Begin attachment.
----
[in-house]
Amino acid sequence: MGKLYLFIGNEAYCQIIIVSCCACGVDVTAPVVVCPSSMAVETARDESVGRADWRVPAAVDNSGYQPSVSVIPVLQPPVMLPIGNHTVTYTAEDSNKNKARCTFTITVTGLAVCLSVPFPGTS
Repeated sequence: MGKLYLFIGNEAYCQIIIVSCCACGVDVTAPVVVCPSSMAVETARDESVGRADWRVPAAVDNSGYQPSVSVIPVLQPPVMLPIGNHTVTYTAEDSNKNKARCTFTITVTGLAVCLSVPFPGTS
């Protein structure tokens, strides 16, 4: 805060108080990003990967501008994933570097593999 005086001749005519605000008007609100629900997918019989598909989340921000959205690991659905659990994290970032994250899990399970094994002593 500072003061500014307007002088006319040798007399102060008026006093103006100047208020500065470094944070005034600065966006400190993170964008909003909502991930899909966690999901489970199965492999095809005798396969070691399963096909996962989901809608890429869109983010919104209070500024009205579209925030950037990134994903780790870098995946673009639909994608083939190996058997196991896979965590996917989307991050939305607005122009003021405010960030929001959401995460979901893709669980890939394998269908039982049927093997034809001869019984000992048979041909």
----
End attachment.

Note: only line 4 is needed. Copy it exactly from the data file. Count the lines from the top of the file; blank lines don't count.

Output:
């Protein structure tokens, strides 16, 4: 805060108080990003990967501008994933570097593999 005086001749005519605000008007609100629900997918019989598909989340921000959205690991659905659990994290970032994250899990399970094994002593 500072003061500014307007002088006319040798007399102060008026006093103006100047208020500065470094944070005034600065966006400190993170964008909003909502991930899909966690999901489970199965492999095809005798396969070691399963096909996962989901809608890429869109983010919104209070500024009205579209925030950037990134994903780790870098995946673009639909994608083939190996058997196991896979965590996917989307991050939305607005122009003021405010960030929001959401995460979901893709669980890939394998269908039982049927093997034809001869019984000992048979041909």